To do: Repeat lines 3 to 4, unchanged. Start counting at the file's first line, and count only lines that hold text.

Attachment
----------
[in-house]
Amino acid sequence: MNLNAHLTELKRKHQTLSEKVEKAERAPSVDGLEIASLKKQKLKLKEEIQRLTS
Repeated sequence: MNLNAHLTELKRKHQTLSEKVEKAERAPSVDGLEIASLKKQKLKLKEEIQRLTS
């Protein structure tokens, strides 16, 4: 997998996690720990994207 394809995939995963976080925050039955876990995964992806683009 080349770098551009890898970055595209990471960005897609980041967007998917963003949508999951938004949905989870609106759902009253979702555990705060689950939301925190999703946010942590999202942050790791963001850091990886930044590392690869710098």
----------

Repeated sequence: MNLNAHLTELKRKHQTLSEKVEKAERAPSVDGLEIASLKKQKLKLKEEIQRLTS
């Protein structure tokens, strides 16, 4: 997998996690720990994207 394809995939995963976080925050039955876990995964992806683009 080349770098551009890898970055595209990471960005897609980041967007998917963003949508999951938004949905989870609106759902009253979702555990705060689950939301925190999703946010942590999202942050790791963001850091990886930044590392690869710098």